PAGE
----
Despite adding absolutely everything in the directory, after changes are made, you need to restart both SNMP daemon and Zabbix.
When configuring the host, it’s not possible to add any SNMP monitoring item unless you address SNMP interface. To start monitoring SNMP, you need to click Add against SNMP interface, specify IP address of device that you will be monitoring or DNS name and a port of your SNMP interface which by default is ‘161‘.
Use bulk requests is turned on by default. But if you see items flapping and changing their status constantly, or SNMP interface jumping from green to red, from available to not available status, the only solution to fix monitoring might be to disable bulk requests.
NOTE. When monitoring is performed, Zabbix doesn’t perform a separate connection to your network device to poll every metric or every dataset. Instead, Zabbix requests data in the bulk. If you have bulk requests enabled, Zabbix makes the first connection to get a single metric, then pauses. If everything is fine, next time Zabbix collects two metrics, then three, and then continues with every next value multiplied by 1.5 . Up to 128 connections are performed only. But some devices are not able to respond to the requests in a bulk. In this case, some requests will not be supported at every connection.
NOTE. Don’t forget to reload the configuration cache and the proxies (if you have them).
SNMPv3 configuration mistakes
1. SNMPv3 is more secure but is slower because of encryption and authentication. When defining many item parameters for SNMPv3 you should be careful not to make typos. Otherwise, some items will not be supported on your hosts, or you will have SNMP interface flapping between red and green..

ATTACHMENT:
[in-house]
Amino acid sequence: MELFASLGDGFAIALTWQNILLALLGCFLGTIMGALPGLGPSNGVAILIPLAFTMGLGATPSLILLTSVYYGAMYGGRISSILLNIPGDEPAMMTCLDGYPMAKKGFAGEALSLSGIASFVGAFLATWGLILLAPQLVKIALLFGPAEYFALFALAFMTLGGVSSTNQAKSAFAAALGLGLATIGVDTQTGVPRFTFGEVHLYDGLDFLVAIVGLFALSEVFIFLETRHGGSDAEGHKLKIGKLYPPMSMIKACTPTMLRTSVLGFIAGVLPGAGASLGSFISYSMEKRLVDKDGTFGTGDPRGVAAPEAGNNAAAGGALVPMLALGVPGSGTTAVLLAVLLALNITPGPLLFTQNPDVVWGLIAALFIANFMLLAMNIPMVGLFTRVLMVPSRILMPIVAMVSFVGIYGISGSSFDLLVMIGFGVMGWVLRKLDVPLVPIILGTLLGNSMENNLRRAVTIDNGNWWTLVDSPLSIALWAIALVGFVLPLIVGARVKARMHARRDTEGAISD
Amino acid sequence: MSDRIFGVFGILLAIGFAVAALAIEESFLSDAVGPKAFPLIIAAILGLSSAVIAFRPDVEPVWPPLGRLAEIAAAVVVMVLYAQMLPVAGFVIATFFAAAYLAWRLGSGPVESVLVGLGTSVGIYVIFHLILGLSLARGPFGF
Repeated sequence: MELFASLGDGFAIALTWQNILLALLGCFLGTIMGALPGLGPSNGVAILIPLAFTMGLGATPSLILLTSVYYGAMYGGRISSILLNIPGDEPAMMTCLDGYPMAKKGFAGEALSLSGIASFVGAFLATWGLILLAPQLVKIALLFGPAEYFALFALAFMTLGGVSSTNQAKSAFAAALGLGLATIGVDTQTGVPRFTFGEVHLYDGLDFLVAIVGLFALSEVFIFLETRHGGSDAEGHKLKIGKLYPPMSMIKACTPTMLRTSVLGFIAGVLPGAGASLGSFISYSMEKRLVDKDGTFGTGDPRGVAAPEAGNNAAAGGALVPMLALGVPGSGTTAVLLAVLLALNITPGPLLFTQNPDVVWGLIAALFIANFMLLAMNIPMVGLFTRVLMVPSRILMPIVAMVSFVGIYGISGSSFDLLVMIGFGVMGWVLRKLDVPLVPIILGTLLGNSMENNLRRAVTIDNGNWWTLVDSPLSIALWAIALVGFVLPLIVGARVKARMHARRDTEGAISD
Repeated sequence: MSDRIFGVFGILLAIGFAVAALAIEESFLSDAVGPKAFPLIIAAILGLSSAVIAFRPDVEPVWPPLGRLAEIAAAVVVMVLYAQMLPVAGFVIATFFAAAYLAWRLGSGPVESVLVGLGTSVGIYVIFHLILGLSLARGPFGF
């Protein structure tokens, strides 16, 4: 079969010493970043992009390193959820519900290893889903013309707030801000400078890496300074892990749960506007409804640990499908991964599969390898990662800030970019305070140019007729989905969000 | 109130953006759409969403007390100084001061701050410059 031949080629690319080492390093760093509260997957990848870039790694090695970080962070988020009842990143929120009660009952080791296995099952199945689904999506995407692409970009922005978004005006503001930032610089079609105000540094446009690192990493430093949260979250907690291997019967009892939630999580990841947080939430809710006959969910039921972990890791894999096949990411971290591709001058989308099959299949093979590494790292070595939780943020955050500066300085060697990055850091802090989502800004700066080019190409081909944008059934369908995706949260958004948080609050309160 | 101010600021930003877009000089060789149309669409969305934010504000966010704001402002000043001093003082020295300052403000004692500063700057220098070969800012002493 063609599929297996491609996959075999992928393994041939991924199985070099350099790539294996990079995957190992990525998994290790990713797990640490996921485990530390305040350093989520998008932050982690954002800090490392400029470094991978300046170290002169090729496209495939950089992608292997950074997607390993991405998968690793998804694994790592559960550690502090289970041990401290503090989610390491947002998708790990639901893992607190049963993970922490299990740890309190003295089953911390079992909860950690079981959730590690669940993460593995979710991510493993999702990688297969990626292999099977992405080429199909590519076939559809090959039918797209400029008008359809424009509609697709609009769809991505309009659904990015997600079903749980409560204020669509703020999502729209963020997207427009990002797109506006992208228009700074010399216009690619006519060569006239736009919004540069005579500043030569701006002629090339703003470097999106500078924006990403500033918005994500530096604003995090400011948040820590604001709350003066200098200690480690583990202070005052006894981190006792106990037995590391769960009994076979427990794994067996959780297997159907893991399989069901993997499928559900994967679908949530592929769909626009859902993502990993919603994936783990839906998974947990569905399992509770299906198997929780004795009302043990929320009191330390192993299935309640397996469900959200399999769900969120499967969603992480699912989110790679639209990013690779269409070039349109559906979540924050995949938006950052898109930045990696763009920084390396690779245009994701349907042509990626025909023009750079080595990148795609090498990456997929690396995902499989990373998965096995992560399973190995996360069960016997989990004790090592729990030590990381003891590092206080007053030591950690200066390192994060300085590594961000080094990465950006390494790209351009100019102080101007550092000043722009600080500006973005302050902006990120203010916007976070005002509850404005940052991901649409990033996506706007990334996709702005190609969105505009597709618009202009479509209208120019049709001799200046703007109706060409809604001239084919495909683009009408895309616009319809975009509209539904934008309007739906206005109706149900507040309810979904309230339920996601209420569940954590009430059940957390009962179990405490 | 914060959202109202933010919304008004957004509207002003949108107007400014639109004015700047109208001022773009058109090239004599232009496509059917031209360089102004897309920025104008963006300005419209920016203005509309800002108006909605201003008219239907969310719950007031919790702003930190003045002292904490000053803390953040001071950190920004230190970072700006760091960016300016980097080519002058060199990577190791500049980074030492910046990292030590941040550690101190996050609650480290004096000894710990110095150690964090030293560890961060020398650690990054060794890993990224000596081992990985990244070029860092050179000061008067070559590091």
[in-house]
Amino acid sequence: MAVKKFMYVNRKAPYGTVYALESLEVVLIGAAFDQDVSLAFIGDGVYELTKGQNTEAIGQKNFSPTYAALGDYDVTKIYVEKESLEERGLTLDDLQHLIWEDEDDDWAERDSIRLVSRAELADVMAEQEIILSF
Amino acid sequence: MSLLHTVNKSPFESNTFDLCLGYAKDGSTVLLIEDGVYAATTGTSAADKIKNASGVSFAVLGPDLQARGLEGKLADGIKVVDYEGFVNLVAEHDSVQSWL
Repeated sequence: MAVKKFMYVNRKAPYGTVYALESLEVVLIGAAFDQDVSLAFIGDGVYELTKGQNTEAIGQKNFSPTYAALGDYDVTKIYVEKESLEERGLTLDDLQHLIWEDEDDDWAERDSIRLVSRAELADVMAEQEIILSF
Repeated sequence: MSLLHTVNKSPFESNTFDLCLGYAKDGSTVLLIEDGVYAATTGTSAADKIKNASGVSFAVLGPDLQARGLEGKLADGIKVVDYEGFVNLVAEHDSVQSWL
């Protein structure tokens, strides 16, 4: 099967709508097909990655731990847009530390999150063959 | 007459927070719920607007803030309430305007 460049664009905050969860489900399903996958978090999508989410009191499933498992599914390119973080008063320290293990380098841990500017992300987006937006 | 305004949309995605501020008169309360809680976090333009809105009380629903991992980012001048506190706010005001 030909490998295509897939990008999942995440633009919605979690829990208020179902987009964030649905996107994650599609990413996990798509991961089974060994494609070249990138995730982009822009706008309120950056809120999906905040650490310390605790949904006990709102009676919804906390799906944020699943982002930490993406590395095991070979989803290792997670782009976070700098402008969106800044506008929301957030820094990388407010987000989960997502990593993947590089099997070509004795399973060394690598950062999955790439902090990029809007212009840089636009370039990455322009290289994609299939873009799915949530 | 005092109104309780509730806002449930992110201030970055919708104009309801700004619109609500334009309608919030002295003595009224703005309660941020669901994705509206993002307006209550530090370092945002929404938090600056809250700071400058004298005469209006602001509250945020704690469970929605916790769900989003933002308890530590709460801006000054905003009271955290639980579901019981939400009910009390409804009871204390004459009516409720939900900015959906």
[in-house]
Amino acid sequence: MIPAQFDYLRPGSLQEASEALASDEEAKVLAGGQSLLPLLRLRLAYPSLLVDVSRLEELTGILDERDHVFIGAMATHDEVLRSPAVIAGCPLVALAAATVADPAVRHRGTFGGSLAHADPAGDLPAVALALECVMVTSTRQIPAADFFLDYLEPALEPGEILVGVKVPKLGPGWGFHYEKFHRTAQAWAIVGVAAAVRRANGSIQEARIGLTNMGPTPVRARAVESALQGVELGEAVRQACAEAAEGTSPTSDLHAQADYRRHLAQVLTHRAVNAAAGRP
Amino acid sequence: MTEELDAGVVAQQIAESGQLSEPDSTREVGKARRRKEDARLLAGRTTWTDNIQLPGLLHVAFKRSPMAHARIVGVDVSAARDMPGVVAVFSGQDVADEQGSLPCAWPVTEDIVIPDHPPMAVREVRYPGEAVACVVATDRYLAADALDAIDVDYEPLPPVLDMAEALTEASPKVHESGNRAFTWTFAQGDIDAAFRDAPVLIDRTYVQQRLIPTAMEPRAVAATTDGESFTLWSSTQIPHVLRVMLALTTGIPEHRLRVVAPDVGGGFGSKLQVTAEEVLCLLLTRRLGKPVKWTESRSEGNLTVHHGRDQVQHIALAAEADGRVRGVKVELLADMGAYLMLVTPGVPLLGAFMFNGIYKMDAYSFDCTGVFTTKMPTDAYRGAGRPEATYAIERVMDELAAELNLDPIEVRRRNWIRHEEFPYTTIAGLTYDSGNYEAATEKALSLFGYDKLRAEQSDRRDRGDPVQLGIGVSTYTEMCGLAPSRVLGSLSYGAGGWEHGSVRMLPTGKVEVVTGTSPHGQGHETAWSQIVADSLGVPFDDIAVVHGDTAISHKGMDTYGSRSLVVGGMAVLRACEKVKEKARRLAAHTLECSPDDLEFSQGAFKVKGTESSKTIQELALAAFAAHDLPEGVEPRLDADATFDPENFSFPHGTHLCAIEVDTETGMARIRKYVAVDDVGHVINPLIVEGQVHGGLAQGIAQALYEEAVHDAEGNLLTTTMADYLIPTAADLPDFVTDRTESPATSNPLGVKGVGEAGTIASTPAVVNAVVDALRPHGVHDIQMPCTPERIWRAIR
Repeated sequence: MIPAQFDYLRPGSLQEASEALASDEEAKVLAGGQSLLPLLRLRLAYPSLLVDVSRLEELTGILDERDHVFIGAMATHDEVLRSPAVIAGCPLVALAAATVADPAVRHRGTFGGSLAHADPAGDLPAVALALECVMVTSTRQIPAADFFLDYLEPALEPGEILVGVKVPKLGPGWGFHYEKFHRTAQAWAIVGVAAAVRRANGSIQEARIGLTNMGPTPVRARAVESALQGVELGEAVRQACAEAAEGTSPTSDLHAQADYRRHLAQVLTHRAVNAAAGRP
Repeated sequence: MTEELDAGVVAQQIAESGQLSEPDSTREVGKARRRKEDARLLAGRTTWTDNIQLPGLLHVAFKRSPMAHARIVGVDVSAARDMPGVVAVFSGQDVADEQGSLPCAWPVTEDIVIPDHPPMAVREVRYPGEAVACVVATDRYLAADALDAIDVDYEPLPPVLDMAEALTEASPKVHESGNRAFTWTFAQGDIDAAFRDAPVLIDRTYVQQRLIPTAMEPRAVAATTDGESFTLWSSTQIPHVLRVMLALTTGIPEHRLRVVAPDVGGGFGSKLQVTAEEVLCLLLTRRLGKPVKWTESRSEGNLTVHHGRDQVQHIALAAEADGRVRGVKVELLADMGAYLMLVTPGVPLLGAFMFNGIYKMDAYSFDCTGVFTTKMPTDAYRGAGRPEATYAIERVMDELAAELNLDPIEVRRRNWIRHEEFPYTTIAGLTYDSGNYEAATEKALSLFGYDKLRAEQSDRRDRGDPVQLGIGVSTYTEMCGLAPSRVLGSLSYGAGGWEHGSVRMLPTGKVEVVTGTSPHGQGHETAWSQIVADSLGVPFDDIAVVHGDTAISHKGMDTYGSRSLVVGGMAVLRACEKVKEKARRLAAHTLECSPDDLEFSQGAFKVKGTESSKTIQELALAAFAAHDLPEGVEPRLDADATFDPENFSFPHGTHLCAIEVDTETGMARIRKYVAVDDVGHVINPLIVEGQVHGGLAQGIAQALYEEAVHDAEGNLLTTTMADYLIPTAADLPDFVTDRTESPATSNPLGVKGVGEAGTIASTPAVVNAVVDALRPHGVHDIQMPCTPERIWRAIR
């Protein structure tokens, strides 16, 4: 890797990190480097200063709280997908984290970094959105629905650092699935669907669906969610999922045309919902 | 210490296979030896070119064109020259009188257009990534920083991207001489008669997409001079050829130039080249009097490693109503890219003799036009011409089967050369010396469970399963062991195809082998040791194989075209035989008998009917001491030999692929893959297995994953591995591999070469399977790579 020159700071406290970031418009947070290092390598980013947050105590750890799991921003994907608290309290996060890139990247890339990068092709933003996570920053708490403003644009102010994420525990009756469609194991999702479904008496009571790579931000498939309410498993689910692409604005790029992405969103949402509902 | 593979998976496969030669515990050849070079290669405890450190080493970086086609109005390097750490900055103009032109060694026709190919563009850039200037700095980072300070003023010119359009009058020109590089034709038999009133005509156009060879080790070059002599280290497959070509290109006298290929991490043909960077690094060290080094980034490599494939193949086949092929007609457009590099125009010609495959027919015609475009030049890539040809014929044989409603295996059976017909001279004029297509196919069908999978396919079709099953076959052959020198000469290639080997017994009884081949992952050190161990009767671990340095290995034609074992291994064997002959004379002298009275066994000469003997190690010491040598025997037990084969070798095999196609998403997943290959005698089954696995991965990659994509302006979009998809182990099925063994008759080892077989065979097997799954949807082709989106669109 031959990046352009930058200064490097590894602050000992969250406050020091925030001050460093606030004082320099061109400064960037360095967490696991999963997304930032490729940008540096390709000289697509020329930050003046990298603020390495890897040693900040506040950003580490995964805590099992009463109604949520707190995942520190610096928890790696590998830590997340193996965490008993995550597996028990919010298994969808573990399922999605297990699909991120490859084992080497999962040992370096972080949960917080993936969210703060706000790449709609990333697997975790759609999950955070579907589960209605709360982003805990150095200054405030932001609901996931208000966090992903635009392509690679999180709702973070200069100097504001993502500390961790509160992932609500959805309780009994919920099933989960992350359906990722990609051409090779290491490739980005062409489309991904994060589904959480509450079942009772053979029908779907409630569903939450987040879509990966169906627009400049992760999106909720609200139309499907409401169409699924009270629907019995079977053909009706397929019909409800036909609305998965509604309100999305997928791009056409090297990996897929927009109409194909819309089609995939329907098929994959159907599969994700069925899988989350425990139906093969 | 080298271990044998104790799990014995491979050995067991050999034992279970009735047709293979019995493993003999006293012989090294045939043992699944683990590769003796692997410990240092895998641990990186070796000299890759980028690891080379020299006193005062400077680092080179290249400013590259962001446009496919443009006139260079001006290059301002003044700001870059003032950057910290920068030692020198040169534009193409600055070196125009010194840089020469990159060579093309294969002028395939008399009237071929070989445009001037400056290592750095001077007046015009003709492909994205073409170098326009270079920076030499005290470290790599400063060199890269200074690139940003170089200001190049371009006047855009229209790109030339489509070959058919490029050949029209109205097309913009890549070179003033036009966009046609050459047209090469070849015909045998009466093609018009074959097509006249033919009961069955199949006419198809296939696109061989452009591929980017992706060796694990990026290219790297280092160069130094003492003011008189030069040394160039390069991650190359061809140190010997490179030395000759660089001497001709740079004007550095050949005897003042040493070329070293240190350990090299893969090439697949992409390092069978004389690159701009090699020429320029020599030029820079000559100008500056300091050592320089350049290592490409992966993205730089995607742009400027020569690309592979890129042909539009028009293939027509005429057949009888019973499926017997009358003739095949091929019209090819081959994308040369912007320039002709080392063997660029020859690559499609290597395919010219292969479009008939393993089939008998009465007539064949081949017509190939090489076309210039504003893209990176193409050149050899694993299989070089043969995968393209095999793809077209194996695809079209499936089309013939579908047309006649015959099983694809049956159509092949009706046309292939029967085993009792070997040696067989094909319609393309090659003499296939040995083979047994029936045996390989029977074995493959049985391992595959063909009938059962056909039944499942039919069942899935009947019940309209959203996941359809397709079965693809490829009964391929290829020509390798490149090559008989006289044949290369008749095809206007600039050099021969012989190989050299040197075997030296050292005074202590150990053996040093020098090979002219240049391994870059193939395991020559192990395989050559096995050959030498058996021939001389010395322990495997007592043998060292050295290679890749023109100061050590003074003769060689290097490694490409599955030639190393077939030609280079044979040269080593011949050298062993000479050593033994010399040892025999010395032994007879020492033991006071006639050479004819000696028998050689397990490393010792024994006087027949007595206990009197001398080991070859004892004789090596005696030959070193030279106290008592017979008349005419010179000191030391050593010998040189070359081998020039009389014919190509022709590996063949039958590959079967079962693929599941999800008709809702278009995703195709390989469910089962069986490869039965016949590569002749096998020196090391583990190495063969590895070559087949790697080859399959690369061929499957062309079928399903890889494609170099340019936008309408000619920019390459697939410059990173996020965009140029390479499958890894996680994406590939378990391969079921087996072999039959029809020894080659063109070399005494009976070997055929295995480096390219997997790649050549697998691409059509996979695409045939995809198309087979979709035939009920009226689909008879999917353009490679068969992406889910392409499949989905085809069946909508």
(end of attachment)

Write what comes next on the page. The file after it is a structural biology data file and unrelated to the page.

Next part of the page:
2. The second most popular mistake with SNMPv3 is related to snmpEngineID. If you’re monitoring SNMPv3 devices, snmpEngineID, which is configured on the device itself, must be unique.
NOTE. “Within an administrative domain, an snmpEngineID is the unique and unambitious identifier of SNMP engine. Since there is a one-to-one association between SNMP engines and SNMP entities, it is also unique and unambiguously identifies the SNMP entity within that administrative domain.”
As far as I know, by default engineID is the device MAC address, which should be unique. But network administrators tend to change these across their environment. So, if you have to monitor devices with exactly the same engineID you will have issues. Again, the easiest way to fix this is to check SNMP interface bulk requests, and then — snmpEngineID of your devices.
There are several options to retrieve snmpEngineID:
1. As snmpEngineID is also an object, it has object identifier, so you can use snmpget to retrieve this metric from your device and compare it with some other devices.
2. You can just physically check the configuration of the monitored device.
3. The most complicated way is to collect tcpdump to check communication on the line. Since you use SNMPv3, you have to specify credentials and identification. Then you would be able to decrypt it and check if snmpEngineIDs are actually unique.
When you create some new items or templates for your network monitoring and you don’t know OIDs that you need to monitor or MIB files, I suggest that you try to do everything on your own instead of just searching for a template that somebody already made.
If you need the most generic metrics as incoming traffic, outgoing traffic, or interface discards, default SNMP templates may be used as OIDs of generic metrics are usually the same across multiple vendors.
If you’re want to monitor something really specific for your device then just try to search, for instance, for Cisco OIDs. But before creating an item and adding it to the template which will be linked to thousands or hundreds of your Cisco devices, run snmpget in the CLI and query the needed value from your device. Add new items and create new templates only if you are sure they are correct.
That’s all for today on SNMP configuration. You are welcome to like, comment, and subscribe.